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updated 1:37 PM UTC, Sep 18, 2018
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Sacrfices of the Ulama

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Maulānā Marghūb Ahmad Lāchpūrī dāmat barakātuhum
(Annotator of Marghūb al-Fatāwā and prolific author)

بسم الله الرحمن الرحيم

Experience shows that not every talk is effective. This is because there are certain requisites and etiquette that the speech and orator have to fulfil. The ‛ulamā’ have written that:
1. The speaker, where possible, should read salātul-hājah before delivering his speech.
2. The speech should be tailored to the audience. It should not be that the head is paining yet the feet are being tended to.
3. The speech should be delivered in measured tones so that the audience has a chance to retain it.
4. The speech should be on the level or capacity of the audience.
5. Sometimes important topics should be broken down into segments.
6. If it is noticed that the audience’s attention is flagging, humour or interesting anecdotes should be resorted to while avoiding extremes.
7. The speech should neither be too long nor too short.
8. It should be delivered passionately.
9. Explain yourself through parables.
10. Avoid unverified matters.
11. Practise what you preach.
12. Desire nothing from the creation.
13. Do not restrict the talk to encouragement only or admonishment only. Combine the two.
14. Do not lecture every day.
If the speaker adheres to these etiquette Allāh ta‛ālā will make his speech effective-Allāh willing.
The publication of the Khutabāt-Salīm series had been initiated a while back and some of its volumes have already appeared in the public domain. All praise belongs to Allāh; I too have had the opportunity to study them. This series contains all the etiquette required of a speech and orator. It is because of this that these speeches are not merely superficial talks but a golden register for the guidance of the ummah. I have strong hope in Allāh ta‛ālā that He will make them a means of guidance for the ummah as they contain Qur’ānic verses and its inspiring commentary, Ahādīth with excellent explanations, quotes from the Sahābah that soften the heart, anecdotes of the Prophet sallallāhu ‛alayhi wa sallam, the Sahābah and pious predecessors that will direct ones attention to the Hereafter, parables and humorous anecdotes, Urdu and Arabic poetry etc. - in short everything required of a good talk.
Then there is the speaker himself to consider; as an educator he brings years of experience to the table. As an orator he is unparalleled in Britain. As a spiritual mentor he is unique (the Khānqah Salīmī bears testimony to that). He is the founder of a Dar al ‛Ulūm, maktab and academy, the chief-editor of the monthly magazine Riyād al-Jannah and if I am permitted to say and at the risk of being criticized, he is a revivalist of moral rectification amongst the European youth. Add to fact that he has kept the company of the elders, has affiliation to senior reformers, is beloved by his seniors, admired by his juniors and his contemporaries while having ties of friendship with him, acknowledge his seniority. He is the personification of the poem;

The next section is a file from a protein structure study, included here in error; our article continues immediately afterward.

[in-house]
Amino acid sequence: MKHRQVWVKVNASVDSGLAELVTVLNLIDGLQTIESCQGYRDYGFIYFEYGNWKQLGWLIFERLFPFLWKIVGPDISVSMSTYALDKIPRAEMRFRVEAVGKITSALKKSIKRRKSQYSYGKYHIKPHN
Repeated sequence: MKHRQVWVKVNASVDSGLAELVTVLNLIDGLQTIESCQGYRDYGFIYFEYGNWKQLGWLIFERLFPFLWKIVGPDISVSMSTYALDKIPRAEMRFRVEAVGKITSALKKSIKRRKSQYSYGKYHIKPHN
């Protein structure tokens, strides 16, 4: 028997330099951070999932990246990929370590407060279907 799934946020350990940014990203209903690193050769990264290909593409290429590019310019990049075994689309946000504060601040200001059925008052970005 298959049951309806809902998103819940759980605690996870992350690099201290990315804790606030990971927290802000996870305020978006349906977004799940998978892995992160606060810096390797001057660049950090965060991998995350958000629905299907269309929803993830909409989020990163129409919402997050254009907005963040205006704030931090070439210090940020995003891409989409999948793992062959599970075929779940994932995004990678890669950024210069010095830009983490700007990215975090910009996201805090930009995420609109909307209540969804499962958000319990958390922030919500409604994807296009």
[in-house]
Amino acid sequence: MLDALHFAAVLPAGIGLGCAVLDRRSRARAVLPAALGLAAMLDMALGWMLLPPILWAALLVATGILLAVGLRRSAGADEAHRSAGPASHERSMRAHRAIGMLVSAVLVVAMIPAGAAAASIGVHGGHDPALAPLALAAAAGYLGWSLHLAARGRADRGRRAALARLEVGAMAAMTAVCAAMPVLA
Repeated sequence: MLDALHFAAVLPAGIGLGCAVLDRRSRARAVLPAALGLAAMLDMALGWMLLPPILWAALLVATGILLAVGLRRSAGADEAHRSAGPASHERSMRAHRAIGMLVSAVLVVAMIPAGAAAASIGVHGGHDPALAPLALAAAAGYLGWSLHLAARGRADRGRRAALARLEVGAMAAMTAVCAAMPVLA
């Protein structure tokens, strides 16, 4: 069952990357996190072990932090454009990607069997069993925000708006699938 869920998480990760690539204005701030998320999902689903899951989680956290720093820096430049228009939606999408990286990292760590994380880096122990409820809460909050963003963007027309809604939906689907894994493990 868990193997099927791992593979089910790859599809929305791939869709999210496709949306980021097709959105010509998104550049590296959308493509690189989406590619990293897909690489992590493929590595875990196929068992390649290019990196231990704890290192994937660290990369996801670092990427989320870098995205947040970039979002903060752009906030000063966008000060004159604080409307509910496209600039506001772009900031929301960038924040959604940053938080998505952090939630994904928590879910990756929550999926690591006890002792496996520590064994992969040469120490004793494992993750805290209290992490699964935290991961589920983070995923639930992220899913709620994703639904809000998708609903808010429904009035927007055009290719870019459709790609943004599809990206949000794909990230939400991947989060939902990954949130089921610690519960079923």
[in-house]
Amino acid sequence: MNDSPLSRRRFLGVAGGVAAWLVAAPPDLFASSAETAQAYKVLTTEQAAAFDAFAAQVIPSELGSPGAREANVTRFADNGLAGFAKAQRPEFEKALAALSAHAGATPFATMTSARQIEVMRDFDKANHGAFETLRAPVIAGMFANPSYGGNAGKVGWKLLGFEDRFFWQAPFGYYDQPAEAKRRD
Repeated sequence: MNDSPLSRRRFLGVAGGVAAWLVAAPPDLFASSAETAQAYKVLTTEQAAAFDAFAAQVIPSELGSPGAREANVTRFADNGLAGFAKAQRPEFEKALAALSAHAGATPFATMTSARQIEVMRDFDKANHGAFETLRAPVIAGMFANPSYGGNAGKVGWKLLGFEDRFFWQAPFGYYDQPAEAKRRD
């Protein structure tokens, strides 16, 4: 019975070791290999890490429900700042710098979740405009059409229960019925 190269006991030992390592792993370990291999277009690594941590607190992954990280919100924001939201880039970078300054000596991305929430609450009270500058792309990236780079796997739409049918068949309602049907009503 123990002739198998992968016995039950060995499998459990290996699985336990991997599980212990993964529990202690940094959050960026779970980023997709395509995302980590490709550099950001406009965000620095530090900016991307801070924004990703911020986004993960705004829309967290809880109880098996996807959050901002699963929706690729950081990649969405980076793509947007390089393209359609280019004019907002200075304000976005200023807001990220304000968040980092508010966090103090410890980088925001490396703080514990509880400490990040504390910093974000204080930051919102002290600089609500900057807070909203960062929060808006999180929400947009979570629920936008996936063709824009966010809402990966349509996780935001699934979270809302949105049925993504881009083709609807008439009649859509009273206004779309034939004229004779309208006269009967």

دوست دشمن سب تیری قائل ے مگر
کوئ قائل ے زبان سے کوئ قائل دل سے ے

Your friends and enemies both praise you, however some from the tongue and others from the heart.

At present a biography of the speaker is not required neither is it my intention to present one. I have in my mind an outline for this topic which I wish to present at a more opportune time.
This booklet, The Sacrifices of the ‛Ulamā’ For Dīn (is a transcript) of an exemplary lecture delivered in Lusaka, Zambia. No sane person will deny the existence of the sun in mid-day heat, yet what can I tell you? Such individuals exist who insist on denying this very fact by asking; what have the ‛ulamā’ ever done? They are doing nothing.
Which department related to the world or the Hereafter is void of the ‛ulamā’s efforts? In the fields of education, publication and literature, oration, moral rectification, tablīgh, establishing madāris and masājid etc. they are peerless. In fact, even in fields considered to be secular, for example; Islamic schools, establishment of hospitals, welfare activities (aid and relief work), politics, etc. their efforts are unforgettable. To deny this is nothing short of deceit.
You will find a sliver of those sacrifices our predecessors made for Dīn in this booklet. The contents and narratives that appear at appropriate places throughout this lecture are on par with any certified compilation. Read it and recite it to others, listen to it and make others listen to it as well. May Allāh ta‛ālā convey this cry to one and all in a way that it takes root in their hearts, and may He make it a means of dispelling the habit of turning a blind eye to realities. May Allāh ta‛ālā accept this booklet.
I’ve written these few lines despite my ineptitude, giving precedence to instruction over etiquette. I am not worthy of writing an evaluation nor do I desire to. I will however implore you emphatically to study these lectures, most of which were delivered impromptu according to the need of the time. You will find a great deal more content related to the subject matter than other researched publications.
May Allāh ta‛ālā accept the speaker and his speech and may He make it a means of guidance for the ummah and a provision in the Hereafter for the author and publishers. Āmīn.

(Maulānā) Marghūb Ahmad Lāchpūrī (Sāhib dāmat barakātuhum)
Dewsbury, England.